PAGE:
Maine Organic Farmers and Gardeners Association
Organic Gardening Tips

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Grassland Builds Soil Tilth

May 16, 2019

Will Bonsall uses pasture plants, including grasses, clover, daisies, goldenrod, asters, ferns and other “weeds,” as mulch and to make compost for his garden. To boost the productivity of his run-out pasture, he limed with wood ashes and added clover seed for nitrogen (through bacteria that associate with clover and fix nitrogen from the atmosphere into forms plants can use). He also found that watering, and spot-mulching with ramial wood chips, boosted pasture productivity. Read more in his article “Grassland Improvement for Gardeners” in the spring issue of The Maine Organic Farmer & Gardener.

Gardening While Aging

May 2, 2019

How can elders continue to garden when their aging muscles rebel as they try to start a rototiller or do other strenuous gardening jobs? How can anyone garden in a spot where trees have grown tall and their roots have invaded the landscape? Joyce White, who has gardened for 75 years, tackles both issues in her article “Hay Mulch and Other Low-tech Adaptations for Home Gardens” in the spring issue of The Maine Organic Farmer & Gardener.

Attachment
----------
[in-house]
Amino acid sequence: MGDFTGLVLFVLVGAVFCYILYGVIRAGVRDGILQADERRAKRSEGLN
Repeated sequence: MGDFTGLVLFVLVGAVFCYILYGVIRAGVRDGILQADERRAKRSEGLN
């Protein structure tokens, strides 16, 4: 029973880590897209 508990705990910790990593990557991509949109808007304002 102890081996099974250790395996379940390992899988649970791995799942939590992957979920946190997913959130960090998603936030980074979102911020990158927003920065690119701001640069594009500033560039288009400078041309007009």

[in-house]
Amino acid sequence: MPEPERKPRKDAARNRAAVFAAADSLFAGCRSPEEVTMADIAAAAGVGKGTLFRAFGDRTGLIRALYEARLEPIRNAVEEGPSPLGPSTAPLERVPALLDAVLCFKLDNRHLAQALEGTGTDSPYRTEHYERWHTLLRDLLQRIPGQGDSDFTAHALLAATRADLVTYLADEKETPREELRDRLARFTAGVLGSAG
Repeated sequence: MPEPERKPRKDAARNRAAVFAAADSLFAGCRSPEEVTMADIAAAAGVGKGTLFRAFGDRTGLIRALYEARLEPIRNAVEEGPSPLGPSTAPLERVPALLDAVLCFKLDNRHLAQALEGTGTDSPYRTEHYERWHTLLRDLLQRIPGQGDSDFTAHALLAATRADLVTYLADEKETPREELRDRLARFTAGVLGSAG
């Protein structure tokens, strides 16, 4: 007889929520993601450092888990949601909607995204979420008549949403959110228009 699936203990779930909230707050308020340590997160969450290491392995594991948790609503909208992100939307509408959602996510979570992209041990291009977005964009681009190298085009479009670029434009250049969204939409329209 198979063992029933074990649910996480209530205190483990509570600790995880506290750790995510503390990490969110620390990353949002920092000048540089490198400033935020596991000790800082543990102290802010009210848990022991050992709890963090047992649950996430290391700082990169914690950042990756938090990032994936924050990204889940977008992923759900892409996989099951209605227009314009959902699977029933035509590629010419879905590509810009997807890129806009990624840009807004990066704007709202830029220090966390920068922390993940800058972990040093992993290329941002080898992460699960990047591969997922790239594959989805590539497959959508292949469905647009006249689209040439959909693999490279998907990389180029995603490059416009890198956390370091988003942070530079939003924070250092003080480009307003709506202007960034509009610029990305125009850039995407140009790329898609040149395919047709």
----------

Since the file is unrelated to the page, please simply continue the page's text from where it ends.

Scout for Invasive Plants Now

February 7, 2019

For those Mainers experiencing a relatively open winter, this is a good time to get into the woods to look for invasive species. Burning bush, with its winged bark (see photo), Japanese barberry with its thorny stems, Asiatic bittersweet with its red-orange fruits and multiflora rose with its arching, thorny shoots are easy to spot now. Read about removing invasives in The Maine Organic Farmer & Gardener. For an update on removing woody invasives with weed-wrench-type tools (when the soil thaws), see the website of Ecolandscaping.org

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